Vold kidnapper sentenced to 10 years
Kidnapper Larry Hugh McClelland received a 10-year prison sentence for his “stupid idea” to abduct and attempt to extort money from Ponoka businessman Blair Vold last year.
He blamed depression and unemployment and was also using marijuana from time to time.
Vold told Ponoka News following McLelland’s court appearance in Wetaskiwin May 23 he was glad to have the incident behind him so he could move in with his life. He knew McClelland would be facing jail time, but the fear of the experience will always be with him. “I’m glad I got away and don’t know what he would have done at the end of the day.”
Vold and his wife were not in court, but members of the family attended to witness McClelland’s sentence.
He has no sympathy for McClelland and the judgment placed on him, but was more concerned for the abductor’s family.
“I have sympathy for his kid and his wife, that’s the sad story.”
McClelland, 50, pleaded guilty on Feb. 28 to kidnapping, extortion and unlawful use of a firearm (handgun).
“He obviously has some difficulties in his life…it’s up to the system, the judge decided,” Vold stated.
On Sept. 15, 2011 was taken by gunpoint outside his home, tied up, a hood put over his head, and then driven to a Lacombe bank.
While McClelland tried to use his victim’s credit card at the bank’s ATM, Vold managed to escape from the vehicle. He bolted to a nearby gas station and called 9-1-1.
He was thankful for the work police did in the case. “I think the RCMP did a great job.”
Defence Lawyer Alex Pringle said McClelland hatched a partial plan to kidnap Vold while pretending to be working in Fort McMurray in August.
McClelland was worried about his lack of savings for his age. He had been out of work for four months and was rejected for the job after failing a drug test.
He was living for a short time in a Ponoka trailer park, unbeknownst to his family.
Pringle said his client, who had worked as a welder on pipeline and scaffolding, was using marijuana to help him sleep and has since realized his insomnia was due to depression.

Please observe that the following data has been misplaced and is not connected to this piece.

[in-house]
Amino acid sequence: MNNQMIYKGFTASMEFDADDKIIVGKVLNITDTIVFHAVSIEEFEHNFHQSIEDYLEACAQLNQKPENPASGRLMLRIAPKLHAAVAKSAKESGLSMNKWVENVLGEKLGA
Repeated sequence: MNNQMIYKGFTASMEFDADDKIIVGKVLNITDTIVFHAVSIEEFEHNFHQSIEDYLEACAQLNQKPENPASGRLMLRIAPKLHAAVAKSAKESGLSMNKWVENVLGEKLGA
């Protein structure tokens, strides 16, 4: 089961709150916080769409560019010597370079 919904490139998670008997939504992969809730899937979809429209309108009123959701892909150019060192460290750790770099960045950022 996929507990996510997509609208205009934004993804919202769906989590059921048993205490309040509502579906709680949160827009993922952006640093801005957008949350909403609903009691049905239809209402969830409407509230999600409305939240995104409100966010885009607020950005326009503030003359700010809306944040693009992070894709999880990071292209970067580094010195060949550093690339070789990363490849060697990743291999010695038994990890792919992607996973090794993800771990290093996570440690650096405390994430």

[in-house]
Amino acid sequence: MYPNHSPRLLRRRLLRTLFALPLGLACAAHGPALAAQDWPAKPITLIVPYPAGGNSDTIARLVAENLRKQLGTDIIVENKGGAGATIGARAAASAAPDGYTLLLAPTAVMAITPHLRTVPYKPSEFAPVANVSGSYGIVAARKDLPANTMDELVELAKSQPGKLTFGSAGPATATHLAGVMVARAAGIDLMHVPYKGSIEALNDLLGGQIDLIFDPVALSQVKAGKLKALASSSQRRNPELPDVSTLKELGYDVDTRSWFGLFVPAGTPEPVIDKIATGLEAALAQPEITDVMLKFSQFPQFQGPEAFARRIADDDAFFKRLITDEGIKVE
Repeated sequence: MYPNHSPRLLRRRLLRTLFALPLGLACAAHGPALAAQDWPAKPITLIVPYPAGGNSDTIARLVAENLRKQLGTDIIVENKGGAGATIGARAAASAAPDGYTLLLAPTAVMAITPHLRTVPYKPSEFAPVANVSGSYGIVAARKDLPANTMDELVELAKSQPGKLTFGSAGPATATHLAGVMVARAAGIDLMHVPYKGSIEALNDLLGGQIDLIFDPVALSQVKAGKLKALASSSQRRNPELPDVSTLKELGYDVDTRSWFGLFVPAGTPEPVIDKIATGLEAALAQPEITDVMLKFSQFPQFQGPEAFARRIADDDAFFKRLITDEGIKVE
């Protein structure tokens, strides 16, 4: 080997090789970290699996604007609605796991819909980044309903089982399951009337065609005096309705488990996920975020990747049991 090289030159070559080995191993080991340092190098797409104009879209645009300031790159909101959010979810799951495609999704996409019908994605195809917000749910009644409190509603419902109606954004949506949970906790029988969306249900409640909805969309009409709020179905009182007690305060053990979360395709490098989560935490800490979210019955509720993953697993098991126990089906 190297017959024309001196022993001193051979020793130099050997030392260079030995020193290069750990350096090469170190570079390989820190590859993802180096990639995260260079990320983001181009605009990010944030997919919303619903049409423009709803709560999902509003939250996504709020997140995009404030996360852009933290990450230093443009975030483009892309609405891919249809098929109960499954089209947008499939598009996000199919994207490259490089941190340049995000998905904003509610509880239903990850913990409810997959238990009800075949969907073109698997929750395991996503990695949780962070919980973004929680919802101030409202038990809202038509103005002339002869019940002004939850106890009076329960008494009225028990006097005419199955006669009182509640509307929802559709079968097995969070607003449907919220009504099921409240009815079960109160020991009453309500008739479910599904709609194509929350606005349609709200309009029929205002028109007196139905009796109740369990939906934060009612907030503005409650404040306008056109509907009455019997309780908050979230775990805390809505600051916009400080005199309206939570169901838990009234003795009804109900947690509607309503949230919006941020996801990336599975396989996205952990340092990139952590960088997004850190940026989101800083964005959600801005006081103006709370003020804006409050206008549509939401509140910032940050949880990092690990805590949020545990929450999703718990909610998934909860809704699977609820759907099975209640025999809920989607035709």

His lack of employment doubled his depression, his lawyer said.
“Mr. Vold had the misfortune of being one of the few people the accused knew who had money. It was not personal. He thought Mr. Vold could supply the money he desperately needed.”
During the six days following the kidnapping, when McClelland fled Ponoka, Pringle said his client contemplated suicide.
Crown prosecutor Gordon Hatch said the kidnapping, which lasted about one and a half hours, was undoubtedly terrifying for Vold, but McClelland had no coherent plan for extorting money from Vold.
Hatch called it a “hopeless attempt.”
In an apology he read to the court, McClelland said he can’t imagine how helpless Vold felt and he hoped that someday Vold will feel safe.
“I need you to know I would never hurt you,” McClelland said.
“I accept whatever the court feels is a fair punishment.”
McClelland is married with children.
The 10-year sentence, a joint submission from the Crown and defence, was at the lower end of sentences for these crimes.
Justice B.A. Browne agreed with the submission and sentenced McClelland to nine years in prison for kidnapping, a five-year concurrent sentence for extortion, and a one-year consecutive sentence for unlawful use of a firearm. The sentence was reduced by 245 days for time McClelland has spent in custody.
Browne said McClelland was a good man who looked after his family, and perhaps his circumstances offer an explanation for what occurred.
The 90 minutes that Vold was terrorized with continuous threats was both mitigating and aggravating factors in sentencing, she said.
“It’s very clear that Mr. Vold suffered a great deal because of this incident.” Browne said.
By Susan Zielinski and Jeffrey Heyden-Kaye